Effectiveness against infection and severe disease has been reported to be higher for Spikevax compared to Comirnaty (28). In subjects vaccinated with two doses of a mRNA vaccine, Spikevax has been shown to induce two-fold antibody concentrations compared to Comirnaty (23).

A high concentration of neutralizing antibodies has previously been shown to correlate with protection against breakthrough infections (29, 30). These data suggest that the stronger the initial immune response to the vaccine, the longer the immunity will persist. Also, our finding that the booster vaccination induced weaker immune responses among the elderly subjects suggests that the added benefit of a booster vaccination against breakthrough infections is likely shorter with older age.

The ability of sera from subjects vaccinated with two doses of a mRNA vaccine (Comirnaty), collected 56 days following the first vaccine dose, to neutralize Omicron variants has been shown to be markedly reduced compared to the ancestral, vaccine-type virus (20).

Only 20 and 24% of the vaccinated subjects had NAb against the two Omicron variants tested, compared to 100% against the vaccine-type, Beta and Delta variants (20).

Similar findings of very low NAb activity against Omicron were reported in the South-African study of subjects vaccinated with two doses of Comirnaty vaccine (19). Another study using live virus neutralization assay found that subjects recently vaccinated with two doses of an adenovirus vector vaccine (Vaxzevria) or mRNA vaccine (Comirnaty) with an extended interval of 8 to 11 weeks between the two vaccine doses had substantially reduced NAb titers against Omicron, but only some subjects not having any Nab (2).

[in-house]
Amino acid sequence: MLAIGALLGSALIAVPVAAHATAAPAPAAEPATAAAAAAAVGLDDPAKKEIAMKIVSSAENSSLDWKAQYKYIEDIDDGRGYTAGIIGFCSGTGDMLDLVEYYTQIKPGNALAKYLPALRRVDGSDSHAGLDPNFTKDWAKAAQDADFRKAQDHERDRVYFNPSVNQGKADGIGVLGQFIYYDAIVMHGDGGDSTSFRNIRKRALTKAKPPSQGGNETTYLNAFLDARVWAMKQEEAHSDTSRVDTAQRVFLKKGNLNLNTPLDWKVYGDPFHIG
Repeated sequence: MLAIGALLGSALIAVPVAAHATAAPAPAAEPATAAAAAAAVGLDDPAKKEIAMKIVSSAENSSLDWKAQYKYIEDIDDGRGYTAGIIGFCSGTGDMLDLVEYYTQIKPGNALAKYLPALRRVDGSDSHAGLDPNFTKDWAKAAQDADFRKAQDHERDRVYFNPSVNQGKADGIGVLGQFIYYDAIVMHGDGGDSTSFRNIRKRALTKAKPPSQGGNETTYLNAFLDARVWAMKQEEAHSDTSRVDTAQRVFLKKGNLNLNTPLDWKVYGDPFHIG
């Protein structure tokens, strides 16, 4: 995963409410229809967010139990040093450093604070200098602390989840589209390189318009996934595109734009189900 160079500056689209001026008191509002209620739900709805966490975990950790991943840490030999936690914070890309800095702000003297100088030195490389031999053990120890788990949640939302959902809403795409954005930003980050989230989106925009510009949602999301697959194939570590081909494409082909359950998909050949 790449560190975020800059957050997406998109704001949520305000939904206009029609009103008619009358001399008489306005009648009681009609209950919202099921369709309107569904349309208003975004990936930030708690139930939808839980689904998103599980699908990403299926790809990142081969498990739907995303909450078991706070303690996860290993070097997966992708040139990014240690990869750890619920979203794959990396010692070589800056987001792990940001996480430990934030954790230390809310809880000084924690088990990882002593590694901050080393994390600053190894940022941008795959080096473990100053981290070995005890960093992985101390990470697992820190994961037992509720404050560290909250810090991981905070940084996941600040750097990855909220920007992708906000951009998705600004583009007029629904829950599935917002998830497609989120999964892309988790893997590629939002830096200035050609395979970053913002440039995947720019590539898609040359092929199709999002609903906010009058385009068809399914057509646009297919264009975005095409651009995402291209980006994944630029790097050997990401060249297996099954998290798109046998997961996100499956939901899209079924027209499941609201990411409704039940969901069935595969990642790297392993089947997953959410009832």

A longer interval between the two doses of the primary series has been shown to result in significantly higher antibody responses indicative of at least partial booster response (31, 32). A booster vaccination, when given as a third dose several months after the second dose, has been shown to significantly increase the IgG and NAb concentrations (32, 33) and markedly improve neutralization of the Omicron variant (26). This is in line with our finding of positive NAb titers against Omicron in all working age subjects, who had received the booster vaccination.

We also found that the anti-S IgG concentrations among previously infected, once-vaccinated subjects were high and NAb titers variable, but comparable to the antibody concentrations following a third vaccine dose among the HCWs. The South-African study also reported that all the previously infected and subsequently vaccinated subjects (5/5) had neutralizing antibodies against Omicron (19).